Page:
Elizabeth Herman

A Woman's War
Location: Brooklyn, NY
Nationality: USA
Biography: Biz Herman is a freelance photojournalist, researcher, and writer based between New York City and San Francisco. She is a Ph.D. Candidate in Political Science at UC Berkeley, where her dissertation research focuses on how trauma impacts... MORE
Public Story
A Woman's War
Copyright Elizabeth D. Herman 2023
Updated Dec 2012
Topics Bangladesh, Bosnia and Herzegovina, Dhaka, Egypt, Northern Ireland, Peacekeeping, Photography, Portraiture, Post-conflict, Sarajevo, Veterans, Vietnam, Women's Rights


A WOMAN'S WAR documents the lives of women engaged in recent conflicts worldwide, as well as their struggle for justice, rights, and their identity as female fighters.

Over the past three years I have documented the stories of 116 women in five countries: revolutionaries of Egypt’s recent uprising, women on all sides of the 1992-1995 Bosnian War, members of the North Vietnamese Army, Protestant and Catholic women of The Troubles in Northern Ireland, and freedom fighters of the 1971 Bangladesh Liberation War. I am now seeking the support of the The FotoVisura Grant to continue this work in the United States, documenting the lives of American women who served in the wars in Afghanistan and Iraq.


Women have played key roles in recent conflicts, serving as combatants, nurses, organizers, spies, and more. They have also suffered its consequences: psychological trauma, physical debilitation, displacement, widowhood, rape, and the destruction of their homes and livelihoods. Conflict's end, however, is not the end of their struggle, with many left with the dual burden of confronting battle scars while reconstructing their families’ lives. Perhaps most egregiously, many have found their conflict experiences to be a source of shame, rather than honor. In many countries female fighters, who served the same roles for which their male counterparts have been honored, are forced to conceal or ignore their histories in order to protect their dignity and livelihoods. Their stories have remained largely invisible, absent from history books and the public memory of these conflicts.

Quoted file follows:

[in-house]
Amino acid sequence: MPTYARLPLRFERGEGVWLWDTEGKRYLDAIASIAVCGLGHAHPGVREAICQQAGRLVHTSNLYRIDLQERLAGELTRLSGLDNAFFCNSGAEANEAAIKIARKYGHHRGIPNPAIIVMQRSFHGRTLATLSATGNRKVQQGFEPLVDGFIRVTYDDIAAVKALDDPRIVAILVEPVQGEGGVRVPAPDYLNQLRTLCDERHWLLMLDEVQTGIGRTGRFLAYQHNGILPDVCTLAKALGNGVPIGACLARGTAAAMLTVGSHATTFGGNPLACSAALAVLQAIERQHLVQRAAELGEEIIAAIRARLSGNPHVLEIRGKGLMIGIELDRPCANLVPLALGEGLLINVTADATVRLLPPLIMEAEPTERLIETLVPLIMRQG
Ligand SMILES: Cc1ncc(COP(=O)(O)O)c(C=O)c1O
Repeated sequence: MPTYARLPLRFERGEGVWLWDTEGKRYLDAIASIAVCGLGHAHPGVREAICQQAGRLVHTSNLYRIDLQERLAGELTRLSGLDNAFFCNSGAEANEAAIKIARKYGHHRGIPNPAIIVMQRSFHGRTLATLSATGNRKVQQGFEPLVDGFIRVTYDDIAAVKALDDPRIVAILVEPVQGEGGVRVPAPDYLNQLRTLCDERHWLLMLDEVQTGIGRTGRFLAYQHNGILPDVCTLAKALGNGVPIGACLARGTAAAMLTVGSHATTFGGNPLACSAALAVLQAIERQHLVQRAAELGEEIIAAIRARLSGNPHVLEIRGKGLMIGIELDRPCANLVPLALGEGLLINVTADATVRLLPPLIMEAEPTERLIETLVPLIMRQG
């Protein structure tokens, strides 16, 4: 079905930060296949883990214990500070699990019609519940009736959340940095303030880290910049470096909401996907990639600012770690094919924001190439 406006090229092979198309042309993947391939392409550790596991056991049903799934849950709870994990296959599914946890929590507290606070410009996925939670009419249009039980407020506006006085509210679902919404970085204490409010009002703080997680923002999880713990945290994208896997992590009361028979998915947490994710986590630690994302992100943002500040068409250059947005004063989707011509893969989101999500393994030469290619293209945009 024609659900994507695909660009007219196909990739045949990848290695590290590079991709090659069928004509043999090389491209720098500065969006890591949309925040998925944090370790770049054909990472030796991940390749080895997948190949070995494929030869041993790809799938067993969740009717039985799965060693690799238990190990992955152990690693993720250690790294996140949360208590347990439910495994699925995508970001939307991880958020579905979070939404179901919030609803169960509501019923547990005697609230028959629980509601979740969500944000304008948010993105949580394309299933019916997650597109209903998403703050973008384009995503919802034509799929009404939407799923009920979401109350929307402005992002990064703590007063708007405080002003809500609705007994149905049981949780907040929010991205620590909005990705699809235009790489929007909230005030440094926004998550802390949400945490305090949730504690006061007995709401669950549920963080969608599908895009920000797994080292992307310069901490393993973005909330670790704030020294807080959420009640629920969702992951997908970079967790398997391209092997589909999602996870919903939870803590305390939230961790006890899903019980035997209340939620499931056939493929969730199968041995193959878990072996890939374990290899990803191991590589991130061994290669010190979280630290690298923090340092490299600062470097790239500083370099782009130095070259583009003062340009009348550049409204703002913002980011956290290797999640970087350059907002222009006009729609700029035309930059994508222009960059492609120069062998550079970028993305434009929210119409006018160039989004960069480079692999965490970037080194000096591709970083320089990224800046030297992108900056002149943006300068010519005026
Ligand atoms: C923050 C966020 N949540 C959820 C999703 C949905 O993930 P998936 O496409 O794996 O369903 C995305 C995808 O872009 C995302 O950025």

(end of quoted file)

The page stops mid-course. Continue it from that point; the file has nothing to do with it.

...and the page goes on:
A Woman's War documents these invisible histories, coupling potraits and testimonies of women fighters to provide an alternative narrative on modern conflict, as told by women who were active participants.

 In the past year, I have extended A Woman’s War to Egypt, with female revolutionaries involved in the recent political and social uprisings; to Bosnia and Herzegovina, with women involved in all sides of the Bosnian War that raged from 1992 to 1995; and to Northern Ireland, with women involved in the country’s decades-long conflict. Previously, I had worked on chapters in Vietnam, with women of the North Vietnamese Army, and in Bangladesh, with women active in the 1971 Liberation War.

Yet, there is much more to be done with this work. I am now looking to expand the project to the United States, to document the experiences of American women who served in the wars in Afghanistan and Iraq. The FotoVisura Grant would be invaluable in allowing the project to grow. 


In contrast to the other countries included in the work, where women have fought as guerrillas and revolutionaries for decades, American women have only been allowed on the frontlines in recent years — and only granted permission to officially serve in combat roles this month, with the Pentagon’s historic lifting of the military’s ban on women in combat. Though now hundreds of thousands of additional combat positions will be officially open to women, women have already been facing the same stresses of trauma and redeployment as their male counterparts in Afghanistan and Iraq for the past decade. Additionally, for many women, war was not solely against the enemy; 71% of female veterans serving since the Vietnam War have reported being sexually assaulted or raped by fellow soldiers while on active duty. Upon returning home, counseling and medical care have been significantly lacking, and the pressure not to identify responsible comrades tremendous.

Recent years have seen some progress in acknowledging the epidemic of sexual assault in the American military. Yet, this violation of human rights remains significantly under-documented. This work looks to expose these crimes with photographic documentation of the female soldiers who fought in the wars in Afghanistan and Iraq, who now must cope with the aftermath of sexual assault.